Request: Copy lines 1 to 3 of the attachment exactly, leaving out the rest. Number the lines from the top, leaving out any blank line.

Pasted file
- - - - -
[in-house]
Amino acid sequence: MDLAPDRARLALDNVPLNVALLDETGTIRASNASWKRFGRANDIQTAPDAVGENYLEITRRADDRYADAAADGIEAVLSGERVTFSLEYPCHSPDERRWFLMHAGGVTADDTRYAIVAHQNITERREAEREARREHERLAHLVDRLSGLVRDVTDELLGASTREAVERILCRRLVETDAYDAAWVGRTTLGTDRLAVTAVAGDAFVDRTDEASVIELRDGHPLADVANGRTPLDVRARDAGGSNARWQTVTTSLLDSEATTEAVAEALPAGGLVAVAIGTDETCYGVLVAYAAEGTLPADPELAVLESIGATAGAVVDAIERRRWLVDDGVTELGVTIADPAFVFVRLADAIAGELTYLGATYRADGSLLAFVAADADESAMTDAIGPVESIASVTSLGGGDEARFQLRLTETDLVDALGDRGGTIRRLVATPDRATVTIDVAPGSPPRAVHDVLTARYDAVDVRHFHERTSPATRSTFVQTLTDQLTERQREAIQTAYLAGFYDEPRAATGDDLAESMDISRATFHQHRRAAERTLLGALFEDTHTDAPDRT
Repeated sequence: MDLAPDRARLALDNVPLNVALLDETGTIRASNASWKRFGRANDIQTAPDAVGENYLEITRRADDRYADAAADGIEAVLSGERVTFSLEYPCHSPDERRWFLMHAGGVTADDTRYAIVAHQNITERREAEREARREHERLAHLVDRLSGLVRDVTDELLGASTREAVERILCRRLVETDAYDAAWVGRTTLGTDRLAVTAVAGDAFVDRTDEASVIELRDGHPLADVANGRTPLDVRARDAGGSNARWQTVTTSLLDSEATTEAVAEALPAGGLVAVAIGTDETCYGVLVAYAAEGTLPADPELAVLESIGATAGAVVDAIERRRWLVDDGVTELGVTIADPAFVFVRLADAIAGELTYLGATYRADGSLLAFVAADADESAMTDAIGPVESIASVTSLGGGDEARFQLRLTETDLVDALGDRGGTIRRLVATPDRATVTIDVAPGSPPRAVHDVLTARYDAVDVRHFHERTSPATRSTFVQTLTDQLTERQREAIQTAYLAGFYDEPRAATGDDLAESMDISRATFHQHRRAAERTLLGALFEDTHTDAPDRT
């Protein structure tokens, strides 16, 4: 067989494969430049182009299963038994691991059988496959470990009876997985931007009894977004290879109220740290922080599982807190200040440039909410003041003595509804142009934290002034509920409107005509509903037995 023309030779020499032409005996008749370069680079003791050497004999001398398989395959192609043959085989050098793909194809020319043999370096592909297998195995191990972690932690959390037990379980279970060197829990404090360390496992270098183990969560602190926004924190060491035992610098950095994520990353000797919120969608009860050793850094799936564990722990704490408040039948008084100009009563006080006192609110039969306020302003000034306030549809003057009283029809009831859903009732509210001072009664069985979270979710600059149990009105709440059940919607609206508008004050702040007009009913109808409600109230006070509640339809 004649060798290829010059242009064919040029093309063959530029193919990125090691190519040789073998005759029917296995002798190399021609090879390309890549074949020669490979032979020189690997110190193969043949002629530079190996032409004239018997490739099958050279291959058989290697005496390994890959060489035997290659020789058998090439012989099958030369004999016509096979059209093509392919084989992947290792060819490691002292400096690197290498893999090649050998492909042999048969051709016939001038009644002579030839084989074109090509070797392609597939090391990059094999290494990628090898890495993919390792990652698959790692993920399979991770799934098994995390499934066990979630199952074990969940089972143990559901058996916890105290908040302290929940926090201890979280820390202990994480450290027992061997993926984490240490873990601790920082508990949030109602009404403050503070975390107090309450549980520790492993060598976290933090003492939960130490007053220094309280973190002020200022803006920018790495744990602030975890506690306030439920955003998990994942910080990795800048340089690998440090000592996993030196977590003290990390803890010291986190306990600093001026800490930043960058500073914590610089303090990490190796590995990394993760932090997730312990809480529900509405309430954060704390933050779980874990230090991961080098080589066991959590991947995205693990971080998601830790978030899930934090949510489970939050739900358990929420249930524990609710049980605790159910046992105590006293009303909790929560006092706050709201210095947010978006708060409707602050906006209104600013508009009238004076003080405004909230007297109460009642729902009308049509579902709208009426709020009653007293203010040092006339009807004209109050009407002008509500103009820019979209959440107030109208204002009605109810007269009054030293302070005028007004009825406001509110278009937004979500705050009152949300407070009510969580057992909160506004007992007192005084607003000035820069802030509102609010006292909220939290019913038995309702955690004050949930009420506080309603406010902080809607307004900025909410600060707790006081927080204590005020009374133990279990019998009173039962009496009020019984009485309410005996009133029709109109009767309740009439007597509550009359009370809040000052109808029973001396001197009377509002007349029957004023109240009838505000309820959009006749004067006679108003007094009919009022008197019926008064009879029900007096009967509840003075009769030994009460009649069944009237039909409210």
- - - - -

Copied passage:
[in-house]
Amino acid sequence: MDLAPDRARLALDNVPLNVALLDETGTIRASNASWKRFGRANDIQTAPDAVGENYLEITRRADDRYADAAADGIEAVLSGERVTFSLEYPCHSPDERRWFLMHAGGVTADDTRYAIVAHQNITERREAEREARREHERLAHLVDRLSGLVRDVTDELLGASTREAVERILCRRLVETDAYDAAWVGRTTLGTDRLAVTAVAGDAFVDRTDEASVIELRDGHPLADVANGRTPLDVRARDAGGSNARWQTVTTSLLDSEATTEAVAEALPAGGLVAVAIGTDETCYGVLVAYAAEGTLPADPELAVLESIGATAGAVVDAIERRRWLVDDGVTELGVTIADPAFVFVRLADAIAGELTYLGATYRADGSLLAFVAADADESAMTDAIGPVESIASVTSLGGGDEARFQLRLTETDLVDALGDRGGTIRRLVATPDRATVTIDVAPGSPPRAVHDVLTARYDAVDVRHFHERTSPATRSTFVQTLTDQLTERQREAIQTAYLAGFYDEPRAATGDDLAESMDISRATFHQHRRAAERTLLGALFEDTHTDAPDRT
Repeated sequence: MDLAPDRARLALDNVPLNVALLDETGTIRASNASWKRFGRANDIQTAPDAVGENYLEITRRADDRYADAAADGIEAVLSGERVTFSLEYPCHSPDERRWFLMHAGGVTADDTRYAIVAHQNITERREAEREARREHERLAHLVDRLSGLVRDVTDELLGASTREAVERILCRRLVETDAYDAAWVGRTTLGTDRLAVTAVAGDAFVDRTDEASVIELRDGHPLADVANGRTPLDVRARDAGGSNARWQTVTTSLLDSEATTEAVAEALPAGGLVAVAIGTDETCYGVLVAYAAEGTLPADPELAVLESIGATAGAVVDAIERRRWLVDDGVTELGVTIADPAFVFVRLADAIAGELTYLGATYRADGSLLAFVAADADESAMTDAIGPVESIASVTSLGGGDEARFQLRLTETDLVDALGDRGGTIRRLVATPDRATVTIDVAPGSPPRAVHDVLTARYDAVDVRHFHERTSPATRSTFVQTLTDQLTERQREAIQTAYLAGFYDEPRAATGDDLAESMDISRATFHQHRRAAERTLLGALFEDTHTDAPDRT